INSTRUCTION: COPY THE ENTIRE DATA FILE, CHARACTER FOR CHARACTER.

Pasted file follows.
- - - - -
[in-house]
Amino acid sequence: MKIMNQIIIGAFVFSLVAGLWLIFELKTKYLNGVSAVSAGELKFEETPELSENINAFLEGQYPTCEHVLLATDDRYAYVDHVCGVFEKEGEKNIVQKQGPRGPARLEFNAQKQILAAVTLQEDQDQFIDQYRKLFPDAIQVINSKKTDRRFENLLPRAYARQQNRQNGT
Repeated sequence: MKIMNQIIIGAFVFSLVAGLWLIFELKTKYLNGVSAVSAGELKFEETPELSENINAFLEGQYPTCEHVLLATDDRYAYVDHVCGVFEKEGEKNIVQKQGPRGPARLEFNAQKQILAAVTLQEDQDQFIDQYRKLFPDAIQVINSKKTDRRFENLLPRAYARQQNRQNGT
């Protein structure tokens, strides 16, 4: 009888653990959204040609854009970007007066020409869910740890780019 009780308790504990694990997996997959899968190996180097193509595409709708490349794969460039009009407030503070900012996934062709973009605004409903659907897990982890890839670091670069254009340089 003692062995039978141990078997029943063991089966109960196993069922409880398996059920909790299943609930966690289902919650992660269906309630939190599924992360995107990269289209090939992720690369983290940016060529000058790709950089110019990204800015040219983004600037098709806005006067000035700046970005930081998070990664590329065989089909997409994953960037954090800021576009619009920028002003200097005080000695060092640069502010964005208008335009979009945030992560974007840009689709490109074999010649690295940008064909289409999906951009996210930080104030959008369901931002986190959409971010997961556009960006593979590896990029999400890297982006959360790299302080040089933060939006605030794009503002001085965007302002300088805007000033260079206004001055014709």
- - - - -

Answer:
[in-house]
Amino acid sequence: MKIMNQIIIGAFVFSLVAGLWLIFELKTKYLNGVSAVSAGELKFEETPELSENINAFLEGQYPTCEHVLLATDDRYAYVDHVCGVFEKEGEKNIVQKQGPRGPARLEFNAQKQILAAVTLQEDQDQFIDQYRKLFPDAIQVINSKKTDRRFENLLPRAYARQQNRQNGT
Repeated sequence: MKIMNQIIIGAFVFSLVAGLWLIFELKTKYLNGVSAVSAGELKFEETPELSENINAFLEGQYPTCEHVLLATDDRYAYVDHVCGVFEKEGEKNIVQKQGPRGPARLEFNAQKQILAAVTLQEDQDQFIDQYRKLFPDAIQVINSKKTDRRFENLLPRAYARQQNRQNGT
């Protein structure tokens, strides 16, 4: 009888653990959204040609854009970007007066020409869910740890780019 009780308790504990694990997996997959899968190996180097193509595409709708490349794969460039009009407030503070900012996934062709973009605004409903659907897990982890890839670091670069254009340089 003692062995039978141990078997029943063991089966109960196993069922409880398996059920909790299943609930966690289902919650992660269906309630939190599924992360995107990269289209090939992720690369983290940016060529000058790709950089110019990204800015040219983004600037098709806005006067000035700046970005930081998070990664590329065989089909997409994953960037954090800021576009619009920028002003200097005080000695060092640069502010964005208008335009979009945030992560974007840009689709490109074999010649690295940008064909289409999906951009996210930080104030959008369901931002986190959409971010997961556009960006593979590896990029999400890297982006959360790299302080040089933060939006605030794009503002001085965007302002300088805007000033260079206004001055014709």